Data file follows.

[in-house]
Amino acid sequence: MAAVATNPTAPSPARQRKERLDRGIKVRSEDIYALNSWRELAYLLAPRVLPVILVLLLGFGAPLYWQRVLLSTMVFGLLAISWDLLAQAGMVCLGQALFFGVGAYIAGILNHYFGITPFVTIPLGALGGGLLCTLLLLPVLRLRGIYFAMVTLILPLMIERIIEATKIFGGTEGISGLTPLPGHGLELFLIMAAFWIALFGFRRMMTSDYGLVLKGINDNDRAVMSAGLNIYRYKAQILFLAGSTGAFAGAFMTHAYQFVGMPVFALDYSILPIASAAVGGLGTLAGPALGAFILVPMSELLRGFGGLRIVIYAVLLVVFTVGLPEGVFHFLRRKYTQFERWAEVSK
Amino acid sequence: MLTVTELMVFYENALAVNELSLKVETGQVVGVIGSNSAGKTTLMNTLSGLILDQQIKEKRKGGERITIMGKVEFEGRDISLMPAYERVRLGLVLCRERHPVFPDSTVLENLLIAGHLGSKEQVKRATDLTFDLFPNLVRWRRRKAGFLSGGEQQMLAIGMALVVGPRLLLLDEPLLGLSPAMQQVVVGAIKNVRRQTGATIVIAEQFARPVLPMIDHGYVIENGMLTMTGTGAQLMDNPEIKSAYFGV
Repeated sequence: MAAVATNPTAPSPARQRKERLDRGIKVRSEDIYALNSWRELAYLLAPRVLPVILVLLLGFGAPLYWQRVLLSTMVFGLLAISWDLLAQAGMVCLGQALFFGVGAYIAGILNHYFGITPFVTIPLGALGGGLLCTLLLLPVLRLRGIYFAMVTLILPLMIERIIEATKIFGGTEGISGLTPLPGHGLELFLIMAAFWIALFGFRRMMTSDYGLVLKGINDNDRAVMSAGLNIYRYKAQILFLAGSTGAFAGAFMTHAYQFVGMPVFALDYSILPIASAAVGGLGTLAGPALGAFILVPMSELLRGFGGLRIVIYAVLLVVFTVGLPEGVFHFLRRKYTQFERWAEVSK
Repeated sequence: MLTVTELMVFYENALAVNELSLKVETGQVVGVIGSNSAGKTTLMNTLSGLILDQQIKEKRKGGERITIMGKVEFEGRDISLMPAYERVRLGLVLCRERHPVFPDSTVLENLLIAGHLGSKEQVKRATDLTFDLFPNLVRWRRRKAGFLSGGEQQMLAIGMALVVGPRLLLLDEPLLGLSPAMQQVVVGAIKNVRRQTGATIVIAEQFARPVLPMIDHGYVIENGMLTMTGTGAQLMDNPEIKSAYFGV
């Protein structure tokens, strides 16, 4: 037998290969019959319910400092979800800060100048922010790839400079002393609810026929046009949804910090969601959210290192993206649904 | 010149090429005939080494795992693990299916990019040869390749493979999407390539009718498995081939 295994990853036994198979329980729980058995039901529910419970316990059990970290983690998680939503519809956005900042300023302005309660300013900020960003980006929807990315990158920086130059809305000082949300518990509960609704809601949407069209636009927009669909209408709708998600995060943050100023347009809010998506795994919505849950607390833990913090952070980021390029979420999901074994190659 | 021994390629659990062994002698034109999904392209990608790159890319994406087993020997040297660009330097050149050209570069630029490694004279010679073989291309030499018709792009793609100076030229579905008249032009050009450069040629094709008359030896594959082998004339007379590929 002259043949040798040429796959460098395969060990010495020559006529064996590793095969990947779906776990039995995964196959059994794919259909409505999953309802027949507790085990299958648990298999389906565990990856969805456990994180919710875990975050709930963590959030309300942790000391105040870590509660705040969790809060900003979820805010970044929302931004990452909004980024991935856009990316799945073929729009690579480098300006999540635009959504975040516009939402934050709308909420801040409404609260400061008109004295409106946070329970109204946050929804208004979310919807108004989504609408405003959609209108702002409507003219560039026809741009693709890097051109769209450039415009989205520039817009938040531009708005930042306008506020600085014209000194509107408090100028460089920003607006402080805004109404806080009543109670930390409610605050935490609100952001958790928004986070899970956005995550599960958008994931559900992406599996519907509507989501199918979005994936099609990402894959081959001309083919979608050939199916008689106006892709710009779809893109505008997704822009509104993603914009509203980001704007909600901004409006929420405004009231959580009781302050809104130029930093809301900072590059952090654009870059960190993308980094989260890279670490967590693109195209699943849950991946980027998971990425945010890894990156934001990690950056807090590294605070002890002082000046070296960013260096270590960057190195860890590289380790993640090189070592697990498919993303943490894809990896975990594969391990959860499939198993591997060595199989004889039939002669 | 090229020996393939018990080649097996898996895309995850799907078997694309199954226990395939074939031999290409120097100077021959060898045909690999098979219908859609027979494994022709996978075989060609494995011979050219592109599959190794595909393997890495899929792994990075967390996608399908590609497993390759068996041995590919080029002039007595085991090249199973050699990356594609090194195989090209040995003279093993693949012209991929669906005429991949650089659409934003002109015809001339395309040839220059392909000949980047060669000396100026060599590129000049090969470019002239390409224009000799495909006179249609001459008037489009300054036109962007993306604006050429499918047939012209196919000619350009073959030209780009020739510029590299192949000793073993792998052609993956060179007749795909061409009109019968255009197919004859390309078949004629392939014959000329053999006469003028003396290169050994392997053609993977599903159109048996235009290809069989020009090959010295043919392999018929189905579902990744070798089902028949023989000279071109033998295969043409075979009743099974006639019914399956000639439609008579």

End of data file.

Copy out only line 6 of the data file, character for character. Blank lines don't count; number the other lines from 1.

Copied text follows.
């Protein structure tokens, strides 16, 4: 037998290969019959319910400092979800800060100048922010790839400079002393609810026929046009949804910090969601959210290192993206649904 | 010149090429005939080494795992693990299916990019040869390749493979999407390539009718498995081939 295994990853036994198979329980729980058995039901529910419970316990059990970290983690998680939503519809956005900042300023302005309660300013900020960003980006929807990315990158920086130059809305000082949300518990509960609704809601949407069209636009927009669909209408709708998600995060943050100023347009809010998506795994919505849950607390833990913090952070980021390029979420999901074994190659 | 021994390629659990062994002698034109999904392209990608790159890319994406087993020997040297660009330097050149050209570069630029490694004279010679073989291309030499018709792009793609100076030229579905008249032009050009450069040629094709008359030896594959082998004339007379590929 002259043949040798040429796959460098395969060990010495020559006529064996590793095969990947779906776990039995995964196959059994794919259909409505999953309802027949507790085990299958648990298999389906565990990856969805456990994180919710875990975050709930963590959030309300942790000391105040870590509660705040969790809060900003979820805010970044929302931004990452909004980024991935856009990316799945073929729009690579480098300006999540635009959504975040516009939402934050709308909420801040409404609260400061008109004295409106946070329970109204946050929804208004979310919807108004989504609408405003959609209108702002409507003219560039026809741009693709890097051109769209450039415009989205520039817009938040531009708005930042306008506020600085014209000194509107408090100028460089920003607006402080805004109404806080009543109670930390409610605050935490609100952001958790928004986070899970956005995550599960958008994931559900992406599996519907509507989501199918979005994936099609990402894959081959001309083919979608050939199916008689106006892709710009779809893109505008997704822009509104993603914009509203980001704007909600901004409006929420405004009231959580009781302050809104130029930093809301900072590059952090654009870059960190993308980094989260890279670490967590693109195209699943849950991946980027998971990425945010890894990156934001990690950056807090590294605070002890002082000046070296960013260096270590960057190195860890590289380790993640090189070592697990498919993303943490894809990896975990594969391990959860499939198993591997060595199989004889039939002669 | 090229020996393939018990080649097996898996895309995850799907078997694309199954226990395939074939031999290409120097100077021959060898045909690999098979219908859609027979494994022709996978075989060609494995011979050219592109599959190794595909393997890495899929792994990075967390996608399908590609497993390759068996041995590919080029002039007595085991090249199973050699990356594609090194195989090209040995003279093993693949012209991929669906005429991949650089659409934003002109015809001339395309040839220059392909000949980047060669000396100026060599590129000049090969470019002239390409224009000799495909006179249609001459008037489009300054036109962007993306604006050429499918047939012209196919000619350009073959030209780009020739510029590299192949000793073993792998052609993956060179007749795909061409009109019968255009197919004859390309078949004629392939014959000329053999006469003028003396290169050994392997053609993977599903159109048996235009290809069989020009090959010295043919392999018929189905579902990744070798089902028949023989000279071109033998295969043409075979009743099974006639019914399956000639439609008579």